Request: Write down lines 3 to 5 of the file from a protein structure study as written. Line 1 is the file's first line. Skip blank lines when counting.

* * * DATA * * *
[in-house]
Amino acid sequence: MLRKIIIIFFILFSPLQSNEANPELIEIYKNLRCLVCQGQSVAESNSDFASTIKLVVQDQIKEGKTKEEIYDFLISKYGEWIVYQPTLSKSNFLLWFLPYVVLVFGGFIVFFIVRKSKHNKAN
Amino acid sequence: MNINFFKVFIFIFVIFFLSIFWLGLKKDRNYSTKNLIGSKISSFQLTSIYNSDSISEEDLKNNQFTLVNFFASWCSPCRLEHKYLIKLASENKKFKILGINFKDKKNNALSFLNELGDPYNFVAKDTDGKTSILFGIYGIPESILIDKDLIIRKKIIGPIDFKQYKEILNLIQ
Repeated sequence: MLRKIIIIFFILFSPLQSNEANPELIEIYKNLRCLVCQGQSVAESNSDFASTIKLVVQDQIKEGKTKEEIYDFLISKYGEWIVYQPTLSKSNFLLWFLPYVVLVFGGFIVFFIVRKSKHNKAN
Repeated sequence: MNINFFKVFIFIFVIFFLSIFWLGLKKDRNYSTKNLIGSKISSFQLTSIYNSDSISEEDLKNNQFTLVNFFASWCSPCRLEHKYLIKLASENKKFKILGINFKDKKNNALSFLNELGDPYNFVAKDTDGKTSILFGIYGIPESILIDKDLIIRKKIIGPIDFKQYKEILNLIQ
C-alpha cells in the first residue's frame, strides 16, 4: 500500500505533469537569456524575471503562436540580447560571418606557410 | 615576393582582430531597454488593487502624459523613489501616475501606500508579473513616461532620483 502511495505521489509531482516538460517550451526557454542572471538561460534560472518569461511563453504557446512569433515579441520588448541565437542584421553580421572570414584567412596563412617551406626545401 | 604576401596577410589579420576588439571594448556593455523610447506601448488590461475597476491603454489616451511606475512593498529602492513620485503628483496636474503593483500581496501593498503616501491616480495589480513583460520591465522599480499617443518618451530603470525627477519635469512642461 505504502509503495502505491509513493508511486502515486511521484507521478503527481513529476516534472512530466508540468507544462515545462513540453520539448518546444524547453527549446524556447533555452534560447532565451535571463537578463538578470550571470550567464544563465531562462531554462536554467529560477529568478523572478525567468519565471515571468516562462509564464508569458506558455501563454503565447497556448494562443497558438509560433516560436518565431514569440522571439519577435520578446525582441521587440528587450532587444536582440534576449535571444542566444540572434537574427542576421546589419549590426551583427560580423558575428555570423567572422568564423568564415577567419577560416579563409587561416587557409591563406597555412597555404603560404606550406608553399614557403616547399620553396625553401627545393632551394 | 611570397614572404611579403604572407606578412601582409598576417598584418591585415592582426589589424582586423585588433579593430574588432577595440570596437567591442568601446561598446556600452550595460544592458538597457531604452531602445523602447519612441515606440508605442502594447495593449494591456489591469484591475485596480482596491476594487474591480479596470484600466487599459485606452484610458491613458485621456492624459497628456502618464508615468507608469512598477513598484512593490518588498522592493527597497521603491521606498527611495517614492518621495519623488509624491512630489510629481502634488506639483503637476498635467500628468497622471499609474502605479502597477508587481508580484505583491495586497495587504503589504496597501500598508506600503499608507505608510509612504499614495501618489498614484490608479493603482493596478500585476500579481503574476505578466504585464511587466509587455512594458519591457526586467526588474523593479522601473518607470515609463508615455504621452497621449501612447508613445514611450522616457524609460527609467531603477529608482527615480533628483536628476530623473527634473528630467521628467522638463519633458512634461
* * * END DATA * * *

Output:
Amino acid sequence: MNINFFKVFIFIFVIFFLSIFWLGLKKDRNYSTKNLIGSKISSFQLTSIYNSDSISEEDLKNNQFTLVNFFASWCSPCRLEHKYLIKLASENKKFKILGINFKDKKNNALSFLNELGDPYNFVAKDTDGKTSILFGIYGIPESILIDKDLIIRKKIIGPIDFKQYKEILNLIQ
Repeated sequence: MLRKIIIIFFILFSPLQSNEANPELIEIYKNLRCLVCQGQSVAESNSDFASTIKLVVQDQIKEGKTKEEIYDFLISKYGEWIVYQPTLSKSNFLLWFLPYVVLVFGGFIVFFIVRKSKHNKAN
Repeated sequence: MNINFFKVFIFIFVIFFLSIFWLGLKKDRNYSTKNLIGSKISSFQLTSIYNSDSISEEDLKNNQFTLVNFFASWCSPCRLEHKYLIKLASENKKFKILGINFKDKKNNALSFLNELGDPYNFVAKDTDGKTSILFGIYGIPESILIDKDLIIRKKIIGPIDFKQYKEILNLIQ